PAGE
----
Ten Years After

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Ten Years After
Ten Years After in 1970. Leo Lyons (top), Chick Churchill (left), Ric Lee (right), Alvin Lee (front)
Ten Years After in 1970. Leo Lyons (top), Chick Churchill (left), Ric Lee (right), Alvin Lee (front)
Background information
OriginNottingham, England
GenresBlues rock[1]
Years active
  • 1966–1975
  • 1983 (one-off reunion)
  • 1988–present
MembersChick Churchill
Ric Lee
Marcus Bonfanti
Colin Hodgkinson
Past membersAlvin Lee
Leo Lyons
Joe Gooch

Ten Years After are a British blues rock group, most popular in the late 1960s and early 1970s. Between 1968 and 1973, the band had eight consecutive Top 40 albums on the UK Albums Chart.[2] In addition, they had twelve albums enter the US Billboard 200.[3] They are best known for tracks such as "I'm Going Home", "Hear Me Calling", "I'd Love to Change the World" and "Love Like a Man".


Formation: 1962–1966[edit]

Leo Lyons and Joe Gooch of Ten Years After at Suwałki Blues Festival, 2009

The band's core formed in late 1960 as Ivan Jay and the Jaycats. After several years of local success in the Nottingham/Mansfield area, they changed their name to the Jaybirds in 1962, and later to Ivan Jay and the Jaymen. Ivan Jay sang lead vocals from late 1960 to 1962 and was joined by Ric Lee in August 1965, replacing drummer Dave Quickmire who had replaced Pete Evans in 1962. Roy Cooper played rhythm guitar and sang from 1960 to 1962. The Jaybirds moved to London to back the Ivy League in 1966.[4] In the same year, Chick Churchill joined the group as keyboard player. That November, the quartet signed a manager, Chris Wright, and changed their name to Blues Trip. Using the name Blues Yard they played one show at the Marquee Club supporting the Bonzo Dog Doo-Dah Band. Alvin Lee and Leo Lyons again changed their name in 1966 to Ten Years After – in honour of Elvis Presley,[5] one of Lee's idols.[5] (This was ten years after Presley's successful year, 1956).[4][6] Some sources[7] claim that the name was pulled by Leo Lyons from a magazine, advertising a book, Suez Ten Years After (referring to the Suez Crisis).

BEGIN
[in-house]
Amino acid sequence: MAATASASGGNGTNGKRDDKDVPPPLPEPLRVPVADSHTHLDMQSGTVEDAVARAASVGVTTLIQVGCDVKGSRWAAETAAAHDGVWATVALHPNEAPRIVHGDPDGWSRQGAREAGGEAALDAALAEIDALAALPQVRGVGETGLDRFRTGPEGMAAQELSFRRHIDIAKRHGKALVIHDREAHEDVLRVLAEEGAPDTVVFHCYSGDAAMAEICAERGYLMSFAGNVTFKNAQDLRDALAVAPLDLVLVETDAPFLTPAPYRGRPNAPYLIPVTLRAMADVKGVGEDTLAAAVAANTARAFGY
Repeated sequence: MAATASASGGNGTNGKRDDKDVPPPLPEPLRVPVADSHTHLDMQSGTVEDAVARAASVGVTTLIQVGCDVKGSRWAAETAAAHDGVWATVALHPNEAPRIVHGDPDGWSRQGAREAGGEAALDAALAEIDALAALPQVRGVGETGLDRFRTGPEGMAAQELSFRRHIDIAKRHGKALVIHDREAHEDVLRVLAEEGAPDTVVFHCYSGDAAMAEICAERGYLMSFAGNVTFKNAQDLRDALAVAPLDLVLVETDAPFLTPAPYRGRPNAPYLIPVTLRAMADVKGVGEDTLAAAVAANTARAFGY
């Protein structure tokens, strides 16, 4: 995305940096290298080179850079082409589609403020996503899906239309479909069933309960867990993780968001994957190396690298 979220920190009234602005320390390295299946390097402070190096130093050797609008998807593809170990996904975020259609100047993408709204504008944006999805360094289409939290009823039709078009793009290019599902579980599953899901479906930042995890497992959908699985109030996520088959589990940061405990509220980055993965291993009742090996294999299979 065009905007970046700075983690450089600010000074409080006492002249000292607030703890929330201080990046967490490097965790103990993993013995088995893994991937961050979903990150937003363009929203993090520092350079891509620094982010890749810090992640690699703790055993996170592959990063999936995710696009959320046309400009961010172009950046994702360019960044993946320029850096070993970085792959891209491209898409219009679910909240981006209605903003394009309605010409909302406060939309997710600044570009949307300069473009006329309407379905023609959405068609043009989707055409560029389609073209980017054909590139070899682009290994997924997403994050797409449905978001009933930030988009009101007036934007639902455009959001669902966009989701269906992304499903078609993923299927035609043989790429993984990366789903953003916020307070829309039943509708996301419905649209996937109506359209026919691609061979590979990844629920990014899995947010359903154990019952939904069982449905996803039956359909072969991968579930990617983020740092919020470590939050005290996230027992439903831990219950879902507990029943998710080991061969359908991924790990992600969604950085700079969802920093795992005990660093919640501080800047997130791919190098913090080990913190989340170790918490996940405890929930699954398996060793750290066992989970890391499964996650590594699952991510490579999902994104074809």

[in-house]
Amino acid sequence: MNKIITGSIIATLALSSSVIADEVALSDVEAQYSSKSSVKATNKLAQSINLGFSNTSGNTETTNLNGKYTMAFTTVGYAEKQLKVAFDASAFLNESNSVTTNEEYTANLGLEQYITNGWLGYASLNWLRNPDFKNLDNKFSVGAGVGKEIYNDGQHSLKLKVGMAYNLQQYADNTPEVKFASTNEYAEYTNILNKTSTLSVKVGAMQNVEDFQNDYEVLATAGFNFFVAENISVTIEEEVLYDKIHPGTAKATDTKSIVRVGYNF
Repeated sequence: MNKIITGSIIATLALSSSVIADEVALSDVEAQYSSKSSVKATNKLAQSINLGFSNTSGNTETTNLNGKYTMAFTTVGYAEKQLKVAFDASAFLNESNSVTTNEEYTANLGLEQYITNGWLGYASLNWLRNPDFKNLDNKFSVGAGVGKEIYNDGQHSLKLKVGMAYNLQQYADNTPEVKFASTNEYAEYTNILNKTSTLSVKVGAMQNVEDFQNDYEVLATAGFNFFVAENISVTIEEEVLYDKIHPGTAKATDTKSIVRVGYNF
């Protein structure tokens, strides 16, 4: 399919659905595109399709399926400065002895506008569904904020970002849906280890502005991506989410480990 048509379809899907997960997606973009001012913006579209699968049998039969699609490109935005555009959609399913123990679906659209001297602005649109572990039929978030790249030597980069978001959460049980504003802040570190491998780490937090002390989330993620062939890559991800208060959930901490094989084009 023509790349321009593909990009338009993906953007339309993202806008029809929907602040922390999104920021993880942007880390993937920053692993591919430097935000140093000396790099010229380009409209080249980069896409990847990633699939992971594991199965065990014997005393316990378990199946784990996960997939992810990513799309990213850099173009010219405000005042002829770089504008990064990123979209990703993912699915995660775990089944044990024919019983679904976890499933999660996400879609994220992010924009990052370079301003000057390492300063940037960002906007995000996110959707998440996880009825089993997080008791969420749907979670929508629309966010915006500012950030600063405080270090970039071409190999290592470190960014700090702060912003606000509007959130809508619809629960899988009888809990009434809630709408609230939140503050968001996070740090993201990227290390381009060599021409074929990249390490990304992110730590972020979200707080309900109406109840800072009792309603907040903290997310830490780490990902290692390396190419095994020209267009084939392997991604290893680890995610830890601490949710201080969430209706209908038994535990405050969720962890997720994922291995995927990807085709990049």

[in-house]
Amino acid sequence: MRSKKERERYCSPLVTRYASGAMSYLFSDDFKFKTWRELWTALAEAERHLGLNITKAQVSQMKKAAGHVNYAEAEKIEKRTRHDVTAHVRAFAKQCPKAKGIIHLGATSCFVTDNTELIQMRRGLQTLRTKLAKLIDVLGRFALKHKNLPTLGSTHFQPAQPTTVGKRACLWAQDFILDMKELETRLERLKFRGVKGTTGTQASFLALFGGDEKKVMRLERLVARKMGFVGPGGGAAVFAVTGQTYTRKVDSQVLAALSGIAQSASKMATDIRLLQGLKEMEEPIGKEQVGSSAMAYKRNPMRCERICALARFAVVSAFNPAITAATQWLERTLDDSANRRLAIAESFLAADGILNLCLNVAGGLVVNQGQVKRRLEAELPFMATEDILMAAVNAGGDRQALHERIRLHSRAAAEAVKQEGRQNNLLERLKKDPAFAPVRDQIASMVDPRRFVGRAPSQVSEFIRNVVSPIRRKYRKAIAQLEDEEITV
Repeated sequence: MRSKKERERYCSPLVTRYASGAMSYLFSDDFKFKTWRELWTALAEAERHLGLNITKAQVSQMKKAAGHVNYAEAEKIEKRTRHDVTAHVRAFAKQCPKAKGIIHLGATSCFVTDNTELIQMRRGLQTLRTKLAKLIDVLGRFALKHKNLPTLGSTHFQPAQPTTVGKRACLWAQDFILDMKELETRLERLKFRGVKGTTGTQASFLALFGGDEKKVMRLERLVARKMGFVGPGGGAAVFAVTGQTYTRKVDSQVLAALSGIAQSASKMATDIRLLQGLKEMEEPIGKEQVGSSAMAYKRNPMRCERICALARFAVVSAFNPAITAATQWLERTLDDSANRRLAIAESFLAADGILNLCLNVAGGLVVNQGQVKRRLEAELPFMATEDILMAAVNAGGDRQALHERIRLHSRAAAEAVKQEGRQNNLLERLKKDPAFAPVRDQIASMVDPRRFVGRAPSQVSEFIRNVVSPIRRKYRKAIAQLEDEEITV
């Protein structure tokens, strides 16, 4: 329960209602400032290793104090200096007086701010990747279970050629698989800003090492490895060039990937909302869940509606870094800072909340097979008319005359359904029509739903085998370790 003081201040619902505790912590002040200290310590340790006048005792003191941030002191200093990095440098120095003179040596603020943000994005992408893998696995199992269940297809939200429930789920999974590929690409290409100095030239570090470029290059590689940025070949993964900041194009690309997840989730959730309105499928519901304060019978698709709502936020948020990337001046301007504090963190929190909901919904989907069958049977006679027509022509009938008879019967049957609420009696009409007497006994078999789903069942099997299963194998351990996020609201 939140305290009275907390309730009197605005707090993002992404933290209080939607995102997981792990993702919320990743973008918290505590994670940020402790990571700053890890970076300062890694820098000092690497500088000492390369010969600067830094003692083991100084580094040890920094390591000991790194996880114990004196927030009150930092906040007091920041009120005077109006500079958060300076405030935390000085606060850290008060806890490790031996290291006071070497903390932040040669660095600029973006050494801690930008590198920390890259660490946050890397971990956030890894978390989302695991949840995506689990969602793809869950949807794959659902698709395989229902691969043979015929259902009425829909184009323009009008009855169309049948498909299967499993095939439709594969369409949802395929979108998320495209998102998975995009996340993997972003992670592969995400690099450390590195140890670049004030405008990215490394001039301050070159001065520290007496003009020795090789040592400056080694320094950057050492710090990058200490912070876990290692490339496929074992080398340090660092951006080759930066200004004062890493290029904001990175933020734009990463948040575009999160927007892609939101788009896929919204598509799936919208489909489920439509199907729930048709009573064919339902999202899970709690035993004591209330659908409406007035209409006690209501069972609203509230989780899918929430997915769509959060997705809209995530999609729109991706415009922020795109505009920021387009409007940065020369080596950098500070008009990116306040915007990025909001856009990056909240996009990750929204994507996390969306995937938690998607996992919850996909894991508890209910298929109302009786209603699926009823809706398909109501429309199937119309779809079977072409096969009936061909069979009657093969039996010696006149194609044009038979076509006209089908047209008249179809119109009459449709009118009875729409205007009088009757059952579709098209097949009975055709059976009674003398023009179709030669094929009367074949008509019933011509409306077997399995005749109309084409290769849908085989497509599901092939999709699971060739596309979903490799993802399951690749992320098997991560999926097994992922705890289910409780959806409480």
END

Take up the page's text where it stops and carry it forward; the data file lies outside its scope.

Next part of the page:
Ten Years After: 1967–1974[edit]

The group was the first act booked by the soon-to-be Chrysalis Agency. They secured a residency at the Marquee, and were invited to play at the Windsor Jazz Festival in 1967. That performance led to a contract with Deram, a subsidiary of Decca – they were the first band without a hit single that Deram signed. In October 1967 they released the self-titled debut album Ten Years After.[8] In 1968, after touring Scandinavia and the United States, they released a second LP, the live album Undead, with a first version of the noteworthy song "I'm Going Home".[8] They followed this in February 1969 with the studio issue Stonedhenge, a British hit that included another well-known track, "Hear Me Calling", which was released as a single (and was covered by the British glam rock band Slade in 1972). In July 1969, the group appeared at the first instance of the Newport Jazz Festival that rock bands were invited to. On 26 and 27 July 1969, they appeared at the Seattle Pop Festival held at Gold Creek Park. On 17 August, the band performed a breakthrough American appearance at the Woodstock Festival; their rendition of "I'm Going Home" with Alvin Lee as lead singer/lead guitarist was featured in both the subsequent film and soundtrack album and increased the group's popularity.[8] In 1970, Ten Years After released "Love Like a Man", the group's only hit in the UK Singles Chart, where it peaked at #10.[2] It was the first record issued with a different playing speed on each side: a three-minute edit at 45 rpm, and a nearly eight-minute live version at 33 rpm.[citation needed] The full studio version song appeared on the band's fifth album, their most successful in Britain, Cricklewood Green.[8] In August 1970, they played the Strawberry Fields Festival near Toronto, and the Isle of Wight Festival 1970.[9]